President George W. Bush may have left office with a historically bad 22% approval rating, but he's still eager to impart his wisdom—for $150,000 a speech.
The former president will charge that hefty fee per pep talk - plus first-class or private jet transport for four—when he hits the lecture circuit next month with stopovers in Canada, the U.S. and other spots around the globe, sources told The News.
"There will always be people who want the prestige of a former President," said one public speaking expert.
Bargain hunters will be glad to know that for local talks near his new Dallas digs, Bush will cut his price - to a mere $100,000.
The ex-president's bookers at the Washington Speakers Bureau—where interested parties can also hire former First Lady Laura Bush—are pitching him as president "for eight of the most consequential years in American history."
"Faced with challenges from a terrorist attack to a global financial crisis," the bureau's Web site says, "he made difficult decisions that will shape the nation's course and world affairs for decades to come."
Bush isn't the first big-time political player to cash in on his resume, and experts said his fee is not out of line with others in his league.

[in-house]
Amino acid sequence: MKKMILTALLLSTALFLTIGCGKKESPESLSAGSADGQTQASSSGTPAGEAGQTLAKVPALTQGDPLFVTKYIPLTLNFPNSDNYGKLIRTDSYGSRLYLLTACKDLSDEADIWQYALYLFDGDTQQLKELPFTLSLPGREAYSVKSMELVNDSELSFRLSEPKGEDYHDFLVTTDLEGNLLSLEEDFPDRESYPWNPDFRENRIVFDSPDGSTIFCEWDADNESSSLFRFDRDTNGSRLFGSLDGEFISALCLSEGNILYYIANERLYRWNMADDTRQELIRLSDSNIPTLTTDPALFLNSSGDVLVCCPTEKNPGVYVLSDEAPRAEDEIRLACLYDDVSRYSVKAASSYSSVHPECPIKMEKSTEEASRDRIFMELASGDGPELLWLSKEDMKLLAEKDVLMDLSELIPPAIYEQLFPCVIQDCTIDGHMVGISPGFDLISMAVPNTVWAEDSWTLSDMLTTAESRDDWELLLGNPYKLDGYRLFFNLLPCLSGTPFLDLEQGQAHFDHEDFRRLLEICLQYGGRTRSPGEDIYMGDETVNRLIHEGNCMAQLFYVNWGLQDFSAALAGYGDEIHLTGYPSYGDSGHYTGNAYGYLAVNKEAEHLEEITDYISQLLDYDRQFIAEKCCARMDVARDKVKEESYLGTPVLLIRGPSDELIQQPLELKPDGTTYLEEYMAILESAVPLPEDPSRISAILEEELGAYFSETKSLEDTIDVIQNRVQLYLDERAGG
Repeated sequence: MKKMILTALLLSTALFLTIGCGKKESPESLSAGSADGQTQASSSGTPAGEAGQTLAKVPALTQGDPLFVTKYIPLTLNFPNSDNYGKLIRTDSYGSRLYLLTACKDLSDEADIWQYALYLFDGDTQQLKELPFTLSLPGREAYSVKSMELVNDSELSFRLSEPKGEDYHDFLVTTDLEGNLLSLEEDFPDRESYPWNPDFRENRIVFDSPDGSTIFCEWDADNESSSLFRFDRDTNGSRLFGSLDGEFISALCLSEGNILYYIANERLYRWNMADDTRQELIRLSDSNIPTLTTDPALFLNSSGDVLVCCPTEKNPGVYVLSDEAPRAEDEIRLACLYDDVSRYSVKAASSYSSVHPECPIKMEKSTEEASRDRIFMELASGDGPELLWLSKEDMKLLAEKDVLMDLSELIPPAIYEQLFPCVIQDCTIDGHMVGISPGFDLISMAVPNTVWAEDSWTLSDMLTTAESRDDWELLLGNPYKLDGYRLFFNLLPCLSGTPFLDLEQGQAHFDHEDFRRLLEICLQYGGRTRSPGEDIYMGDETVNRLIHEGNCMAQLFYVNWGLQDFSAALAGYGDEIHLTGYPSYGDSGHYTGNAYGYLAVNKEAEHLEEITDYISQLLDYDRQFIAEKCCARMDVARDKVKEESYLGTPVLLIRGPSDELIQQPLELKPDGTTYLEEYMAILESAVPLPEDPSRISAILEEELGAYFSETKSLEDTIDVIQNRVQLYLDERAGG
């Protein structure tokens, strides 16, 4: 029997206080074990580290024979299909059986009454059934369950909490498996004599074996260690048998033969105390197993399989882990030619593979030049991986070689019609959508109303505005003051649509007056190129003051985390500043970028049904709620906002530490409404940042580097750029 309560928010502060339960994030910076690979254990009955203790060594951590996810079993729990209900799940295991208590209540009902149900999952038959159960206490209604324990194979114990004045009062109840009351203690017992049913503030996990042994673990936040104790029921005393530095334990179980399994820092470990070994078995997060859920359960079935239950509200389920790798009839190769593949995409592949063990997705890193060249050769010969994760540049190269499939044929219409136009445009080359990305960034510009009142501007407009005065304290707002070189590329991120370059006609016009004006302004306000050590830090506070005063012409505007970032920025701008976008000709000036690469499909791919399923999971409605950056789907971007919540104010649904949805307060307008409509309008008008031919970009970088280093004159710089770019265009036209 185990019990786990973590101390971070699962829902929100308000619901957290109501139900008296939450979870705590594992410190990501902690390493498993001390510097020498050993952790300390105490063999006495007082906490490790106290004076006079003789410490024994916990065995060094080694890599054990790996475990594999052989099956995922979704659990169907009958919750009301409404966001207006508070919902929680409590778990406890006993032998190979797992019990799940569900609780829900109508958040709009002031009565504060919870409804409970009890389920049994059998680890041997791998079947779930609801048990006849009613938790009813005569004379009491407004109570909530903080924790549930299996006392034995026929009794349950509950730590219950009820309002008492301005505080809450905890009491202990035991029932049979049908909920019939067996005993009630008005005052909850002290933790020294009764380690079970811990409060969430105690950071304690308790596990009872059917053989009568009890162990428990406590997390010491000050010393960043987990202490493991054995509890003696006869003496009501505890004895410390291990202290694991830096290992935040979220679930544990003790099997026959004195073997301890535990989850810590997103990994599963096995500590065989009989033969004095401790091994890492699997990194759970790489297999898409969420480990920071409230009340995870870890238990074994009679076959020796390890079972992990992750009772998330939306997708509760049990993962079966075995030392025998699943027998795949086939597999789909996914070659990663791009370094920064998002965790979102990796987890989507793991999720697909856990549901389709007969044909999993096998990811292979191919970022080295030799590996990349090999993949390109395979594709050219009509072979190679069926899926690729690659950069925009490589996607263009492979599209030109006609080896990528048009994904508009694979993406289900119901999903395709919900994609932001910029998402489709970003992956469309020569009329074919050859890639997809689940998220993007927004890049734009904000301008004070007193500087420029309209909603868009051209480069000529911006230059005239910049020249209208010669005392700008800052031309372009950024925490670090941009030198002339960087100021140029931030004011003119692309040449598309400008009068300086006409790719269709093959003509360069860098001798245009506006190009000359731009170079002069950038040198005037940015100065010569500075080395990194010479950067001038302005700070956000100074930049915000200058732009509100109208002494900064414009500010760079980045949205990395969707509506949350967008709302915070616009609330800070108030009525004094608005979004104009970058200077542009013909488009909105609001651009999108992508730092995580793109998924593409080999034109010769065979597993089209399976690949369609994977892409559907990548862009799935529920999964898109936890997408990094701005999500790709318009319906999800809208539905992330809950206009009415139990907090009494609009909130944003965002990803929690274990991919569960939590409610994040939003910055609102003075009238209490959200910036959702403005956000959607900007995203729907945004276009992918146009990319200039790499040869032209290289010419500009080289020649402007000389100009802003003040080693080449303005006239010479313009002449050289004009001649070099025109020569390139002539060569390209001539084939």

Former President Bill Clinton earned nearly $6 million in speaking fees last year, almost all of it from foreign companies, according to financial documents filed late last year by his wife, Secretary of State Hillary Clinton.
Clinton pulled in as much as $350,000 for a single speech, records show, although most gigs netted him about $125,000.
Former Mayor Rudy Giuliani also cashed in big-time on the lecture circuit after 9/11, amassing more than $11 million during one two-year-stretch.
A longtime Bush friend said 43 has decided to emulate his father's show-for-dough scenario: like 41, he plans to earn several million dollars in fees by frontloading his appearances for two or three years to "replenish the old coffers," as he said in one exit interview.
Then he'll have the luxury of cutting back if he wants - something big name speakers rarely do voluntarily, given the sky-high dollars to be reaped.
Bush, who moved to Dallas last week after unwinding for a month at his ranch in nearby Waco, Texas, is also working on a book about his presidency.
His first speech will be March 17 in Calgary, Alberta. The Canadian event is being promoted as "A conversation with George W. Bush," but is closed to the press.
"President during a period of great consequence, George W. Bush shares thoughts on his eight momentous years in the Oval Office and discusses the challenges facing the world in the 21st century," the brochure says. Link